2. Monk fruit

    – GI 0, 0 calories per tablespoon – This non-nutritive sweetener goes by a few names including its botanical name, which is Siraitia grosvenorii Swingle fruit, but more commonly known as Luo Han Guo or monk fruit plant. The mogrosides from the plant are 100-250 times sweeter than sugar. More research is needed to confirm health benefits in humans.
  3. Erythritol

    – GI 0, 0 calories per tablespoon – Erythritol is considered a sugar alcohol and is found in some fruit and vegetables. It is typically produced for use as a sweetener from the fermentation of corn. It's a popular option in foods marketed as healthier alternatives to ice cream and keto products.

Does Erythritol Cause Heart Disease?

A 2023 study found that people with high blood erythritol levels were at an increased risk of heart attack, stroke or death. However, there are some details we should keep in mind before completely ridding all erythritol from our diets. This study shows an interesting association and definitely warrants additional stronger study models to determine causation.

In this study, researchers analyzed data from participants already at cardiovascular risk and found that those with higher sugar alcohols, especially erythritol, were at greater risk of a major adverse cardiovascular risk. It's important to note that this was not a healthy population; again, they were already at risk. Also, the amount of erythritol ingested was higher than what would typically be consumed; researchers gave participants a drink containing 30 g of erythritol. A packet of Swerve sweetener, in contrast, contains 1.5 g of erythritol.

Other plant-based sugar alternatives

  1. Xylitol

    – GI 7, 24 calories per tablespoon – This is another sugar alcohol, a non-digestible carbohydrate that occurs in some fruit and vegetables. It offers half the calories per gram by nature compared to sugar. However, it has a much lower GI and xylitol offers dental health benefits and more! As a caution for our furry friends, xylitol is toxic to dogs, so be sure to keep it out of reach.
  2. Coconut sugar

    – GI 35, 48 calories per tablespoon – Derived from the sap of the coconut palm tree, this is ultimately another type of sugar. Although it contains the same number of calories per gram as white sugar, it may be better for blood sugar regulation due to its lower glycemic index. Plus, it will offer a small amount of minerals and fiber.
  3. Agave

    – GI 10-15, 60 calories per tablespoon – While agave has a lower glycemic index compared to sugar, it is higher in fructose. Sugar is comprised of equal parts glucose and fructose, while agave contains about 85% fructose (amount will vary depending on the variety).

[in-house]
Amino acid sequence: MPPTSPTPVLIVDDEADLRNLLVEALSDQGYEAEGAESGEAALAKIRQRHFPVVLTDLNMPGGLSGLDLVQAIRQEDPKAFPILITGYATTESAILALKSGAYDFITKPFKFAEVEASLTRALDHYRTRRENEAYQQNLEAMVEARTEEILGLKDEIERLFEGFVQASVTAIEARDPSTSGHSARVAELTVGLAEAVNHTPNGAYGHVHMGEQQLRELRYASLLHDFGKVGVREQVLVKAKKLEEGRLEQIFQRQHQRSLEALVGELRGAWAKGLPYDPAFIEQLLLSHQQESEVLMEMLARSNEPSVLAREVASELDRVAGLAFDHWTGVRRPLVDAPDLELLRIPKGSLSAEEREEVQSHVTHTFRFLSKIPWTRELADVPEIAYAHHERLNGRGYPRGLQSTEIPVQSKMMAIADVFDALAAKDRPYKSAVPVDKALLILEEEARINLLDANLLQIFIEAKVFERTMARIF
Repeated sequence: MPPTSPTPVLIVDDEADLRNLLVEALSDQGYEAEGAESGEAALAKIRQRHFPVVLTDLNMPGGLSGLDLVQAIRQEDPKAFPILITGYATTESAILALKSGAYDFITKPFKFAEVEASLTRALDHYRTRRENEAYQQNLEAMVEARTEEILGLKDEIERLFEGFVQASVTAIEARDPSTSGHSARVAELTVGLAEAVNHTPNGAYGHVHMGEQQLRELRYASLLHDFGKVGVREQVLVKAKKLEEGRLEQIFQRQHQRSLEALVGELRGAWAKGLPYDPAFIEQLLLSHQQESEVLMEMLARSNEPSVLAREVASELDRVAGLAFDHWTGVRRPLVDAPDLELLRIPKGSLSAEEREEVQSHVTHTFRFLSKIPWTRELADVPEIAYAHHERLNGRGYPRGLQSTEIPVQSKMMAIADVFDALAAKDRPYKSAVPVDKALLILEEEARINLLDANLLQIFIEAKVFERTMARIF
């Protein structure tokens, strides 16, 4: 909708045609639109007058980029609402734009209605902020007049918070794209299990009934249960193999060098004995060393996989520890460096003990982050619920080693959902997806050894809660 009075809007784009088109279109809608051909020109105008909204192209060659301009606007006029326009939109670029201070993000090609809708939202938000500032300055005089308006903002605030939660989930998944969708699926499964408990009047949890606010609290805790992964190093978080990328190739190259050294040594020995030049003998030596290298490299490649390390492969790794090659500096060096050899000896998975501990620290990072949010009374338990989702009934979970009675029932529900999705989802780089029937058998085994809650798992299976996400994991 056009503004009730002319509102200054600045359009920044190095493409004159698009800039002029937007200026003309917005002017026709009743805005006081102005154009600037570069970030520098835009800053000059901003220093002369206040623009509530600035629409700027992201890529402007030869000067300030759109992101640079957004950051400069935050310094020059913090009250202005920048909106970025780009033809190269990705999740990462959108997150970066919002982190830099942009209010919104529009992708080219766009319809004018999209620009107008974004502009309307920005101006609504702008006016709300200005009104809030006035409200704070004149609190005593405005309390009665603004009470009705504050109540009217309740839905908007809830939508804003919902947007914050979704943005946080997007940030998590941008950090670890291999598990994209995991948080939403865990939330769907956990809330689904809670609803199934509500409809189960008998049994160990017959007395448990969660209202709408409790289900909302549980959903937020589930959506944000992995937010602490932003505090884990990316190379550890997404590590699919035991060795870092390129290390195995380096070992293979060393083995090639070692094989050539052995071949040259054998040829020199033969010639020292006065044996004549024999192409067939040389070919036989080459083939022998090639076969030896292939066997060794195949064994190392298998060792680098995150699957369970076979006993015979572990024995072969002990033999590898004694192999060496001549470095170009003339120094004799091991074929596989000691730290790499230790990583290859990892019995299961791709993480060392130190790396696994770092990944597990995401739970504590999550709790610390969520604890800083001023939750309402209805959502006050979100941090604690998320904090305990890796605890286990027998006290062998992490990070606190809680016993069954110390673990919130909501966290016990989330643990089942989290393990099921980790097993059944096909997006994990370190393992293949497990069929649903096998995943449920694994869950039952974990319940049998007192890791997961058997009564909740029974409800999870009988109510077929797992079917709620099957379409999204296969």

4. Maple syrup

    – GI 55, 52 calories per tablespoon – A quality maple syrup will offer a variety of antioxidants and even some minerals, but since it is still high in sugar content, should still be used in moderation. If you choose maple syrup, make sure it is 100% maple syrup, and not sugar syrup or high fructose corn syrup with maple flavor added, which is commonly found in supermarkets and breakfast restaurants because it's a cheaper pancake topping. I was once in Vermont eating breakfast and was very surprised to find that the restaurant let me know that there would be an additional fee for real maple. I appreciated that I was given the option instead of served fake syrup, but also, it's Vermont…they should only have the real deal as maple syrup is produced there!
  5. Honey

    – GI 55, 64 calories per tablespoon – Honey is an amazing food if you think about it, with medical applications beyond ingesting it (such as topical use for burns), but at the end of the day it is still sugary when we do consume it. The taste of honey will vary, with a lot of floral tasting notes.  Some of the most beneficial types of honey include raw, unfiltered local honey and manuka honey. Honey contains enzymes, vitamins, minerals, and antioxidants. It also has antiviral and antibacterial properties.
  6. Date sugar

    – GI 44-53, 30 calories per tablespoon – Date sugar is made from dried dates. Dates themselves are high in fiber, which can actually help us avoid sugar spikes. Dates also contain an assortment of minerals and antioxidants.

You may be surprised to find that some honey options have more calories than table sugar. However, the health benefits that these plants offer shouldn't be neglected. Calories are only one piece of information to pay attention to when analyzing a food. Ultimately, it all comes back to moderation. Personally, I don't like the taste or aftertaste of some of the sugar alcohols and non-nutritive options, so I would rather enjoy less processed forms of sugar in moderation in lieu of the alternatives. However, if you are actively trying to keep blood sugar spikes in check, these options are important to have. As always, nutrition should be individualized.

Sweet takeaways:

Now that you know the various benefits and drawbacks of sugar and its copycats, how can you make sure you're making the right choices when you are seeking something sweet? Follow these tips:

  • Watch out for added sugar on food and beverage labels, with a common source being high fructose corn syrup (HFCS).
  • In fact, try to avoid sugary beverages in general, as they are a major source of added sugar in the American diet.
  • Choose less processed, natural alternatives to sugar in moderation for their antioxidant value and mineral content.
  • Follow health guidelines for daily sugar intake:
    • The Dietary Guidelines for Americans recommends aiming for less than 10% of calories per day from added sugars.
    • The American Heart Association recommends limiting added sugars to 36 grams (9 teaspoons) per day for men and 25 grams (6 teaspoons) for women.

About the Author: Holli Ryan is a food & nutrition expert, registered & licensed dietitian-nutritionist, health & wellness writer, blogger, and social media specialist. She graduated from Florida International University and is a member of the Academy of Nutrition and Dietetics. In her free time she enjoys photography, travel, cooking, art, music, and nature.